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GPR identification of an early monument at los Morteros in the Peruvian coastal desert

Published online by Cambridge University Press:  20 January 2017

Daniel H. Sandweiss*
Affiliation:
Department of Anthropology, University of Maine, Orono, ME 04469, USA Climate Change Institute, University of Maine, Orono, ME 04469, USA
Alice R. Kelley
Affiliation:
Department of Anthropology, University of Maine, Orono, ME 04469, USA Climate Change Institute, University of Maine, Orono, ME 04469, USA Department of Earth Sciences, University of Maine, Orono, ME 04469, USA
Daniel F. Belknap
Affiliation:
Climate Change Institute, University of Maine, Orono, ME 04469, USA Department of Earth Sciences, University of Maine, Orono, ME 04469, USA
Joseph T. Kelley
Affiliation:
Climate Change Institute, University of Maine, Orono, ME 04469, USA Department of Earth Sciences, University of Maine, Orono, ME 04469, USA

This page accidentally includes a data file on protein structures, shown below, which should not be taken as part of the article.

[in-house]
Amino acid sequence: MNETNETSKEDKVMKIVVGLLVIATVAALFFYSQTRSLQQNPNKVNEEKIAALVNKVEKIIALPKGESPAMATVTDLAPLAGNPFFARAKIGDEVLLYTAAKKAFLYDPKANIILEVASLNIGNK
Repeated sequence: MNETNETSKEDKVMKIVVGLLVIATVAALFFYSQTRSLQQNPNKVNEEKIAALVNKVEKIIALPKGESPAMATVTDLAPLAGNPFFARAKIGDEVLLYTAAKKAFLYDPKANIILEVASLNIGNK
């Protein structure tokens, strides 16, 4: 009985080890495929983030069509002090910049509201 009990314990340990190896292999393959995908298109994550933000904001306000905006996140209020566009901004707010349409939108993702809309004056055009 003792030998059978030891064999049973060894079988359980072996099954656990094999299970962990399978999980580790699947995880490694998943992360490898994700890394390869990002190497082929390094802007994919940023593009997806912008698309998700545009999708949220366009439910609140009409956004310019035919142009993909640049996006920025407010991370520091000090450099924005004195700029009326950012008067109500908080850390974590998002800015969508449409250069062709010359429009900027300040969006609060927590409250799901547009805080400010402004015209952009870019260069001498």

Kurt Rademaker
Affiliation:
Climate Change Institute, University of Maine, Orono, ME 04469, USA
David A. Reid
Affiliation:
Department of Anthropology, University of Maine, Orono, ME 04469, USA
*
*Corresponding author. Climate Change Institute, University of Maine, Orono, ME 04469, USA. Fax: +1 207 581 9310.E-mail address:dan.sandweiss@umit.maine.edu (D.H. Sandweiss).

Abstract

Los Morteros (8°39'54"S, 78°42 '00"W) is located in coastal, northern Peru, one of the six original centers of world civilization. The site consists of a large, sand-covered, isolated prominence situated on a Mid-Holocene shoreline, ∽5 km from the present coast. Preceramic archaeological deposits (4040±75 to 4656±60 14C yr BP or ∽3600–5500 cal yr BP) cap this feature, which has been identified by prior researchers as a sand-draped, bedrock-cored landform or a relict dune deposit. Because neither explanation is geomorphologically probable, we used ground-penetrating radar (GPR) and high-resolution mapping to assess the mound's interior structure. Our results indicate an anthropogenic origin for Los Morteros, potentially placing it among the earliest monumental structures in prehistoric South America. The extremely arid setting raises new questions about the purpose and the logistics of early mound construction in this region. This work demonstrates the value of an integrated Quaternary sciences approach to assess long-term landscape change and to understand the interaction between humans and the environment.

Type
Short paper
Copyright
University of Washington

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